Peruvian Court Condemns Soldiers Who Committed Crimes Against Humanity

In the 1980s, the military raped Indigenous women in the communities of Manta and Vilca.

On Thursday, the First Transitory Superior Criminal Chamber issued a conviction against ten former Peruvian soldiers who raped Indigenous women in Huancavelica between 1984 and 1995.


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This crime occurred during the internal armed conflict and constitutes a crime against humanity. Seven of the accused received ten-year prison sentences, another was sentenced to 12 years in prison, another to eight years, and one more to six years in prison.

The Criminal Chamber indicated that the sentences will be enforced once the convicted individuals are brought before the judicial authority, as none of them attended the audience.

The “Manta and Vilca” case was classified by the Peruvian justice as a “crime against humanity,” and the convicted individuals were ordered to pay civil reparations of about US$26,200 to each of the victims.

According to the Justice Ministry’s Registry of Victims, over 5,300 women were victims of sexual abuse during the internal armed conflict in Peru between 1980 and 2000.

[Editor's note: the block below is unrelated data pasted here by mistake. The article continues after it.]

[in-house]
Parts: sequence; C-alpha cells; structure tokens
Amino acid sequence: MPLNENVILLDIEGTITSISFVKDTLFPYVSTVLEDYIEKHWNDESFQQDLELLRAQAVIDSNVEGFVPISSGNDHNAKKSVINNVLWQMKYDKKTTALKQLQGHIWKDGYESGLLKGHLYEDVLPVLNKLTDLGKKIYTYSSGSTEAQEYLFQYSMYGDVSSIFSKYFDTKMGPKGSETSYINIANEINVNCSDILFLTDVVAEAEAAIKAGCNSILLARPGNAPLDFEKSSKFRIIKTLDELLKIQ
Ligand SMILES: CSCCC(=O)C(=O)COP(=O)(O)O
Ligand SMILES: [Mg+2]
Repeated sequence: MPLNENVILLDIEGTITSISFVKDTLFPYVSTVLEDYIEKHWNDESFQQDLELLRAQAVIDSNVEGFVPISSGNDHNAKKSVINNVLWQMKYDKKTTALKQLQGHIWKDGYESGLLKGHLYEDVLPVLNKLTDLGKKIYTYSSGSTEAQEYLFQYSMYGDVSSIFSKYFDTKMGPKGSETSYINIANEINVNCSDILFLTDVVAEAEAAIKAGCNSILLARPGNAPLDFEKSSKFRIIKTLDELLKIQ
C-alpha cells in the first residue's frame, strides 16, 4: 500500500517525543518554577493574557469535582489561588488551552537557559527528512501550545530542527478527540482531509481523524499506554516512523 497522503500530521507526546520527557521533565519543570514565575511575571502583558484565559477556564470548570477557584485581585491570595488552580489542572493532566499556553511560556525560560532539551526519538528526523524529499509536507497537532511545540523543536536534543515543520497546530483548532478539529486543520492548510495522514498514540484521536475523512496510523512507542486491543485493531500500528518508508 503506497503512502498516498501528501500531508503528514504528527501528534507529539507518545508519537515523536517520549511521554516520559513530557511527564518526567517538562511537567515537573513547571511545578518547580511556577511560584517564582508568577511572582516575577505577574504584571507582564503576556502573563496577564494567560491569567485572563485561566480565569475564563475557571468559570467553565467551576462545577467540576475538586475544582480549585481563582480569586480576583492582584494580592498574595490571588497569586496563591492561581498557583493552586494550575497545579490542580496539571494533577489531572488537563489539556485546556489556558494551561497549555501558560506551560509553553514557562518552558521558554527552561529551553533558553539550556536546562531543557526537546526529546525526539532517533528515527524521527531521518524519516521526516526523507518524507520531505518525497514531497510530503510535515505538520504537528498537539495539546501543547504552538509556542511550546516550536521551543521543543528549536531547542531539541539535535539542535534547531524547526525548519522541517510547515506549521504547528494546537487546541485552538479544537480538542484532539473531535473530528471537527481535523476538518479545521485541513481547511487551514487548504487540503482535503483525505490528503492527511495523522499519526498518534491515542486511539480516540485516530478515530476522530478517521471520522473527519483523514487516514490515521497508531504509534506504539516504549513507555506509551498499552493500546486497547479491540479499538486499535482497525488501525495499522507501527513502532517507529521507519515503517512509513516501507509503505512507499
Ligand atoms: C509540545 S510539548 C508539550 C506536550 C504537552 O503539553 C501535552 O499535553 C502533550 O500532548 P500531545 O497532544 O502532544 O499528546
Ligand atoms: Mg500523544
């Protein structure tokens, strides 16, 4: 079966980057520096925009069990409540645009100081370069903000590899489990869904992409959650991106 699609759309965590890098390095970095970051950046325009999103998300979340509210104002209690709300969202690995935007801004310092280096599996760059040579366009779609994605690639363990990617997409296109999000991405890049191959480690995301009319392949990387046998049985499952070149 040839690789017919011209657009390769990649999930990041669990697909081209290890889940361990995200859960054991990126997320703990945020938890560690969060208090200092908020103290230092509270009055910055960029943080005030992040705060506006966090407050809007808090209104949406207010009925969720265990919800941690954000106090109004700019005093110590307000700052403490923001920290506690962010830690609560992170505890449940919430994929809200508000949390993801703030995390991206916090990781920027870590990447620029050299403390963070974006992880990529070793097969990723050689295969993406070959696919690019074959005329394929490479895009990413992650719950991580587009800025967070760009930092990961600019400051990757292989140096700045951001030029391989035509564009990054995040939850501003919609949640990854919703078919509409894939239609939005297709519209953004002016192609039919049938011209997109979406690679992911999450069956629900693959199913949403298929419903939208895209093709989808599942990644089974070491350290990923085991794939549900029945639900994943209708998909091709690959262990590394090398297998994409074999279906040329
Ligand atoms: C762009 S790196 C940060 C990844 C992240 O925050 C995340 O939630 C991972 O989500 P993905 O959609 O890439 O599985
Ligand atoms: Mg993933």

#CasoMantayVilca El caso más emblemático de violaciones sexuales perpetradas c/ mujeres en el conflicto armando interno es el ocurrido en las comunidades de Manta y Vilca (Hcva) a mediados de los 80.
El juicio oral c/ 14 militares ha entrado a una etapa final.
Se hará justicia.

— Carlos Rivera Paz (@IDL_Rivera) September 4, 2023

The text reads, “Manta and Vilca Case: The most emblematic case of sexual violence perpetrated against women during the internal armed conflict took place in the communities of Manta and Vilca in the mid-80s. The oral trial against 14 soldiers has entered into a final stage. Justice will be done.”

Members of the Peruvian army settled in the community of Manta, in the Huancavelica district, in 1984 to take control of the area. Shortly after, the population began reporting rapes of Indigenous women. Among the victims were underage girls.

In 2023, reports of sexual abuse at the military bases of Manta and Vilca were included in the final report of the Truth and Reconciliation Commission (CVR), which allowed the Huancavelica Prosecutor’s Office to initiate preliminary investigations. In 2009, a criminal process was opened, which was closed in 2018 due to irregularities committed by the court.

In 2019, however, authorities opened a second trial that culminated in the sentence issued this week, which represents a historic conviction in the fight against crimes against humanity, according to the National Coordinator for Human Rights (CNDDHH).

#FromTheSouth News Bits | Peru: The government is under fire as LGBTQ+ groups have called for a protest against a new decree that classifies transsexualism as a «mental disorder».

— teleSUR English (@telesurenglish) May 20, 2024

Source: EFE

teleSUR/ JF